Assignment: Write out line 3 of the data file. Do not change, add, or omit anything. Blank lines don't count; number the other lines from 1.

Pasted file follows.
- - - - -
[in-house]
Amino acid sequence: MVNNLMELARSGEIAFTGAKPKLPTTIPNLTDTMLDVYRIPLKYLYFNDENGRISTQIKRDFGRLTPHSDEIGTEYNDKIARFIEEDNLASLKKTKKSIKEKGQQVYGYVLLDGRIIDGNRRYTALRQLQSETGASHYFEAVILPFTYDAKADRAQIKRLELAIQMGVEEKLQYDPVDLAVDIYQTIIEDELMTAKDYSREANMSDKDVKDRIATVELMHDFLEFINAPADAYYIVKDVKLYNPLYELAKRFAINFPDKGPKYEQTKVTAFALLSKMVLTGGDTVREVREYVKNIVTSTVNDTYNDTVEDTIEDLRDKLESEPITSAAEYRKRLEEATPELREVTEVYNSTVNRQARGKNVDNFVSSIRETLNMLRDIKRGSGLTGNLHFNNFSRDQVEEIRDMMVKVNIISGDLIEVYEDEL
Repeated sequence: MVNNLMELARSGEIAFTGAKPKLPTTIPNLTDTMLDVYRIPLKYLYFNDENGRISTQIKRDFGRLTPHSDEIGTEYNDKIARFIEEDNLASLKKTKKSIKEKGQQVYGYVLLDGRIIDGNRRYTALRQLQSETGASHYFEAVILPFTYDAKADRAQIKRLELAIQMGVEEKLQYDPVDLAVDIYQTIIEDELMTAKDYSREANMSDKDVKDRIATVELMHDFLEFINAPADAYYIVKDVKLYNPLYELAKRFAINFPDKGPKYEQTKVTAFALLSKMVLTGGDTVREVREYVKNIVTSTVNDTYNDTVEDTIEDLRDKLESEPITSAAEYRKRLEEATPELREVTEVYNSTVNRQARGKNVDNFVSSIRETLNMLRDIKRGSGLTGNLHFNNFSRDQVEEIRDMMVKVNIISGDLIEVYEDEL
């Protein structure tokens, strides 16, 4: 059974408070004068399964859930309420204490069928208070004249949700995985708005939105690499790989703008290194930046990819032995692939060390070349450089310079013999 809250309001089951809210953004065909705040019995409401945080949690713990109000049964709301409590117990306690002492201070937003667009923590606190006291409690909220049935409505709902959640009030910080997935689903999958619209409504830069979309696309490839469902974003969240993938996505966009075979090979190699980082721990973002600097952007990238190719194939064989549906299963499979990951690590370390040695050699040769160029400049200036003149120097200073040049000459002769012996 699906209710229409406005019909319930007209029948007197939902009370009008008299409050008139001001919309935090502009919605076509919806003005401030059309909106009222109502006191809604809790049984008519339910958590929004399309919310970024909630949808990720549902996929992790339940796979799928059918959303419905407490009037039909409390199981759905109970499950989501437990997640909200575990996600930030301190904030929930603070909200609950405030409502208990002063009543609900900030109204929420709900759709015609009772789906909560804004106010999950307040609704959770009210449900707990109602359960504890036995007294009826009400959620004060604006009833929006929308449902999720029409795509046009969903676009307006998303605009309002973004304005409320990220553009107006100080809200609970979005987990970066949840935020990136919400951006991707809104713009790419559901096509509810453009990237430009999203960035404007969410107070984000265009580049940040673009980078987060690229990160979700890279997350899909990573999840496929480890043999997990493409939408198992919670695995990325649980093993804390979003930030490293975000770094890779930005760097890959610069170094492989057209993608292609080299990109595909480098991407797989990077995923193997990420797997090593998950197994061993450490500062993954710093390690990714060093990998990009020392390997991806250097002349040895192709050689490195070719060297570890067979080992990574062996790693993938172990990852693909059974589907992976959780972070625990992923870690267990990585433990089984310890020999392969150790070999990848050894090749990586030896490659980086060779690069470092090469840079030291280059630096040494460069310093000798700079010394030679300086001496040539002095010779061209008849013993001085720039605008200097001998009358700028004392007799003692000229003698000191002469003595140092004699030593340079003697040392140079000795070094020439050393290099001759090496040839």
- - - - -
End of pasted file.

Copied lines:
Repeated sequence: MVNNLMELARSGEIAFTGAKPKLPTTIPNLTDTMLDVYRIPLKYLYFNDENGRISTQIKRDFGRLTPHSDEIGTEYNDKIARFIEEDNLASLKKTKKSIKEKGQQVYGYVLLDGRIIDGNRRYTALRQLQSETGASHYFEAVILPFTYDAKADRAQIKRLELAIQMGVEEKLQYDPVDLAVDIYQTIIEDELMTAKDYSREANMSDKDVKDRIATVELMHDFLEFINAPADAYYIVKDVKLYNPLYELAKRFAINFPDKGPKYEQTKVTAFALLSKMVLTGGDTVREVREYVKNIVTSTVNDTYNDTVEDTIEDLRDKLESEPITSAAEYRKRLEEATPELREVTEVYNSTVNRQARGKNVDNFVSSIRETLNMLRDIKRGSGLTGNLHFNNFSRDQVEEIRDMMVKVNIISGDLIEVYEDEL